• Track/remix completed.
• Book banner/Facebook/Google advertising. Digital Promotions £500
• Advance copies/links to share released to weekly and daily press, for review [PR]
• Release show/s booked [Agent]
• Radio promotion begins. Single and album promos are presented to radio producers and presenters with a press release and list of forthcoming live dates [Plugger]
• Build up support through plays on individual radio shows, working towards playlist consideration. [Plugger]
• Social media begins to focus on the release campaign. [Digital Promotions]
• Digital store promotions set up. [Digital Promotions]

TIP: “Almost none of them (radio producers and presenters) listen to albums or anything after the first track on a single promo unless there is some headspinning remix” – David Laurie, SiC Records

• Service video to TV for playlist rotation consideration. [Plugger]
• Radio playlist consideration. [Plugger]
• Digital store promotions set up once you have provable ammo from press. [Digital Promotions]
• SoundCloud stream premiere on a top site followed a day or two later with a blast out to other sites for more embedding, start adding up those numbers to convince radio you are popular. [PR]

• Secure a video exclusive with a popular music site and general coverage in music media. [PR]

TIP: “Securing exclusives is PAINFUL and you have to (more or less) only ask one at a time – Pitchfork; Fader; Guardian; Stereogum in that order. Each one takes at least 24 hrs to get back even if you have a shit hot PR. so running through those top four will take a week and likely they will all pass” – David Laurie, SiC Records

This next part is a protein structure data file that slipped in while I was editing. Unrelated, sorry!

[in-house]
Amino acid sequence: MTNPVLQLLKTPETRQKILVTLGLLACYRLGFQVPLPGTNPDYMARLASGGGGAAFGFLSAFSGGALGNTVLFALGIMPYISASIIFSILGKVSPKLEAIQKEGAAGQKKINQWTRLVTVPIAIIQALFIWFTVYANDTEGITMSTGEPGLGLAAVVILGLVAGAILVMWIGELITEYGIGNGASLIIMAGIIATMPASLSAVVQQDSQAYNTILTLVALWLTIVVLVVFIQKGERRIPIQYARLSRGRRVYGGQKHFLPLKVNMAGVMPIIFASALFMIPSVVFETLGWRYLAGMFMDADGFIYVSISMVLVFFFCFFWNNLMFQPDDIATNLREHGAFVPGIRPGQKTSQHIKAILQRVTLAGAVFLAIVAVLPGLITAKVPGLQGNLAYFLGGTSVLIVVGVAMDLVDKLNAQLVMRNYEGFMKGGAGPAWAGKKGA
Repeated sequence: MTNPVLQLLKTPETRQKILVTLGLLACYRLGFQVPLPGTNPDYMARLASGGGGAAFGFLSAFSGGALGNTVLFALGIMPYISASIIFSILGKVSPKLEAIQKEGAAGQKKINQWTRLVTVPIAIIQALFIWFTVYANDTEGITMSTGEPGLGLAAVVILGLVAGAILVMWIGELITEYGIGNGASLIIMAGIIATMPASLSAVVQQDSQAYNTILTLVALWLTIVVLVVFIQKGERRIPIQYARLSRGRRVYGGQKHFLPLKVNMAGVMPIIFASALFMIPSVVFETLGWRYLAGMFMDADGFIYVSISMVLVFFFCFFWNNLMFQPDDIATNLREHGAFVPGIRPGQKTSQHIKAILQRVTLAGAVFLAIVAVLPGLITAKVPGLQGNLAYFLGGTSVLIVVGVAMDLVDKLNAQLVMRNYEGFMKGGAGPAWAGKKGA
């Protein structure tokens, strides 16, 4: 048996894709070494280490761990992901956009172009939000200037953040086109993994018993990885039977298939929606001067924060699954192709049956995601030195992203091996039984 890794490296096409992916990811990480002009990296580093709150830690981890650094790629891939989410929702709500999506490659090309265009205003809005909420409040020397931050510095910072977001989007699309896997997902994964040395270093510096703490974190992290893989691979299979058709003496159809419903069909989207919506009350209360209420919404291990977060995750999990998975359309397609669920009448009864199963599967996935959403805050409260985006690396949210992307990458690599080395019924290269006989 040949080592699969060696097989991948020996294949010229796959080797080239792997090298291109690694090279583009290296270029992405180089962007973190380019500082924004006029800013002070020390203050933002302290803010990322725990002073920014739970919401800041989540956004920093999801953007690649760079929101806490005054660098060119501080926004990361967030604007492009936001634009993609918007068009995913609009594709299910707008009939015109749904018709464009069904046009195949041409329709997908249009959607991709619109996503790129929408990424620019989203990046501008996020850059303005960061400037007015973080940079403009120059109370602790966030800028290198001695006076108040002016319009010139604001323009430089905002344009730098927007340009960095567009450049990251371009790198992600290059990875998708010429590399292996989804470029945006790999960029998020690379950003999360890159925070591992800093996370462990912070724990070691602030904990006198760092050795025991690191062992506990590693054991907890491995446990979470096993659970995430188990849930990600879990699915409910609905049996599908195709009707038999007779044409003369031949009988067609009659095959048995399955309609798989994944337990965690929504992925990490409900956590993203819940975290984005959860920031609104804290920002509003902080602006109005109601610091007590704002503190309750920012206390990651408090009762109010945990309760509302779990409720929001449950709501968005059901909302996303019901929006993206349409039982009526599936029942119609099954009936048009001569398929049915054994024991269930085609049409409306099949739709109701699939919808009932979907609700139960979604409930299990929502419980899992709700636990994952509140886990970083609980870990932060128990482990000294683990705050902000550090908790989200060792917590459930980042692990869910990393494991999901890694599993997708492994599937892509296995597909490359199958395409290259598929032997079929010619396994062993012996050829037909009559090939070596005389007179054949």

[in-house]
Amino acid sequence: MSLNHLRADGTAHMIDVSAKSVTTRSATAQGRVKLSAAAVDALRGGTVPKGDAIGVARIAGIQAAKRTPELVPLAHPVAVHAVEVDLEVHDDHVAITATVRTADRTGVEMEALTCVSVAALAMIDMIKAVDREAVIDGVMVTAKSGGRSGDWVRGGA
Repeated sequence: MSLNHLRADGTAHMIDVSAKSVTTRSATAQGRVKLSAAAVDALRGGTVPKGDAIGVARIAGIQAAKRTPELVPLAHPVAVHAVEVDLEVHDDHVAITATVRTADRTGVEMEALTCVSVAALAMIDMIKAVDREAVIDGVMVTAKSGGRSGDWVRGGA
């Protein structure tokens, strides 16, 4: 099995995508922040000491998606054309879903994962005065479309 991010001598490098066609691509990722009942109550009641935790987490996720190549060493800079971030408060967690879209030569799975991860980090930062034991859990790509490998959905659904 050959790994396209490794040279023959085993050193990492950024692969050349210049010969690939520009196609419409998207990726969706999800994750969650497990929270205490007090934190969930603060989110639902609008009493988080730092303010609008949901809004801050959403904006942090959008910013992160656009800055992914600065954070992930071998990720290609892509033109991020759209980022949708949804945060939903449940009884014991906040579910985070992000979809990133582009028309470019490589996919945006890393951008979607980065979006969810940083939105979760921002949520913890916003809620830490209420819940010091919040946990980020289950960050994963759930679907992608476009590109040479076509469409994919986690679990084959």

• Fan special offers; exclusive tracks, early order discounting etc Digital Promotions

• Digital store promotion. [Digital Promotions]
• Music media coverage. [PR]
• Paid advertising live. [Digital Promotions]
• TV rotation. [Plugger]
• Radio sessions and interviews. [Plugger]
• Release show. [Agent]

• Follow up press campaign to generate further press coverage. [PR]
• Album and tour news to be associated throughout if appropriate.

NOTE: “It might be an idea to mention that there will be VAT on top of all costs as this seems to come as a surprise to many unsigned acts as they are most likely not VAT registered themselves [and therefore can’t claim the VAT back]” Prudence, Rocket PR

This rough guide has been complied with the help of David Laurie, Something in Construction Records (SiC); Gillian, Million PR, Naked Press*; David Riley Good Lizard Media*; Prudence, Rocket PR and Caroline Bottomley, Radar Music Videos.

*Willing to advise new artists and labels about promotion strategies.

It’s possible to do just about all these things for free. You do it yourself, get friends to do it, pull in favours. The reason these services are worth paying for is good professionals will do a much quicker and more effective job.

More to the point, people will actually listen to stuff from reputable PRs; press and pluggers are personally connected to press and playlisters; promotions people know which advertising is cost-effective; experienced directors make attractive music videos that get featured on blogs. All that should result in more sales of your single and more tickets sold to your gigs.

Radar Music Videos is a global network connecting record labels and artists to professional music video directors.